‘Yes minister’ bridge options

MAIN ROADS could be just days away from releasing final designs for Fremantle’s new traffic bridge, says Greens MLC Brad Pettitt.

The former Fremantle mayor says he’s heard the department is likely to put up three options, but there’s a catch; two are unpalatable and the third unpopular.

“Putting forward two terrible and one merely bad option is straight out of the Yes Minister playbook,” Dr Pettitt told the Herald.

He said there is a fourth idea which “is another better option that almost everyone, but Main Roads, supports”. 

It includes putting the new bridge on the western side of the current one and leaving the road network as it is. Main Roads’ latest plan was to divert Canning Highway under the new bridge and along the port, but that galvanised a number of groups in their opposition and they convinced Fremantle council not to give it support.

Dr Pettitt said that option would also increase the amount of parkland for the community.

Save Old Fremantle Bridge Association co-founder Isadora Noble says the 80-year-old bridge has the “highest heritage listing of any infrastructure project in Western Australia” and she’s still fighting to stop it being demolished.

“The original one was built by convicts, and you can actually still see some of the pylons in it today,” she said.

Ms Noble said the bridge was a key part of Fremantle’s history which was threatened by Main Roads’ and the McGowan government’s “knock it over entirely” plans. None of the three option Dr Pettitt believes are going to be presented would preserve any significant portion of the old structure.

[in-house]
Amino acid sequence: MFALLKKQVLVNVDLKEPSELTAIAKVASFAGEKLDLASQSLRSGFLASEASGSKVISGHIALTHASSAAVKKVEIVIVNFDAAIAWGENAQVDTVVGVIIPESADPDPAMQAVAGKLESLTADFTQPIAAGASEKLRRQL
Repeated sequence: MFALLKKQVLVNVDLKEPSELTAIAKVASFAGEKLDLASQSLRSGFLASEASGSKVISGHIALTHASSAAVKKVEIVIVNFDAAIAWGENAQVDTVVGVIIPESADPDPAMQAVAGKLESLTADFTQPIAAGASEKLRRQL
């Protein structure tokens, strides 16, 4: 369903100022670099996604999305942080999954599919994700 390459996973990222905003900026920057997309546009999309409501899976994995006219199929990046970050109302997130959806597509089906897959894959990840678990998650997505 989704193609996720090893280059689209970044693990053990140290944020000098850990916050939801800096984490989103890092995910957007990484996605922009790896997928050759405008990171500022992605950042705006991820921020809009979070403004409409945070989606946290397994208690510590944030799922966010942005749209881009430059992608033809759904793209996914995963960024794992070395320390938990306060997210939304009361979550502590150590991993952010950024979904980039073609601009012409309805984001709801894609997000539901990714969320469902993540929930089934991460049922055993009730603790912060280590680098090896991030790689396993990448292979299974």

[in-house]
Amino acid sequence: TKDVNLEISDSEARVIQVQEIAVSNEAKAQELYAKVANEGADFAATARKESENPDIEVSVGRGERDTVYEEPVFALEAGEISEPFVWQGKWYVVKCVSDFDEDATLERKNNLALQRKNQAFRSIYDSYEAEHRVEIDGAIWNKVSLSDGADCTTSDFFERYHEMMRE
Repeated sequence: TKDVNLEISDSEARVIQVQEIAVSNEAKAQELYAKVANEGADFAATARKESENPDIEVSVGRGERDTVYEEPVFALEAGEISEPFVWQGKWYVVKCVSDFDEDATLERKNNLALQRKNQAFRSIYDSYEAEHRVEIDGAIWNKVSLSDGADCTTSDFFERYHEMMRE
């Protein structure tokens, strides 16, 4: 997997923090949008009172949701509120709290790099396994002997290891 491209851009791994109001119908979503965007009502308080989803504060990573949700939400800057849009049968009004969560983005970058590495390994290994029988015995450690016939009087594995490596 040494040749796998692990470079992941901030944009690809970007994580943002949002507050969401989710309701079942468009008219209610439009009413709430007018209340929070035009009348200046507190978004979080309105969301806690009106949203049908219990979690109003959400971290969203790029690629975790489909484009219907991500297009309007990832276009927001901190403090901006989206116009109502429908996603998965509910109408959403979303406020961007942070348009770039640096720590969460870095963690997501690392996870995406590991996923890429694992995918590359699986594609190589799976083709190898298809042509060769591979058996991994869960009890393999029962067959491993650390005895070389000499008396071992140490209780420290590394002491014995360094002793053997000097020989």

“Better planning needs to happen,” Ms Noble says.

“[There’s] a lot of community opposition, a lot of heritage opposition, a lot of cultural opposition, Indigenous significance in the area and all of these are being disregarded by Main Roads and the state government.”

Dr Pettitt says the three options he hears are on offer are about “moving cars above people and place”.

One includes a revisit of an eastern positioning of the bridge, bringing it hard up against apartments in North Fremantle.

A second option is to close the bridge to traffic while it is replaced in situ, which Dr Pettitt said would create “chaos”.

“The only way to get into the Fremantle CBD from north of the river will be along Stirling Highway and the down High Street as it reduces to 40kmh and a single lane,” Dr Pettitt said.

“This closure, terrible traffic congestion and loss of visitations will be devastating for many Fremantle businesses.”

The third option is the diverted Canning Highway.

North Fremantle Community Association president Gerry MacGill said he hadn’t heard that the eastern alignment was possibly back on the table, and without more information he couldn’t say much.

The Herald sent questions to Main Roads, but hadn’t received a response by deadline.


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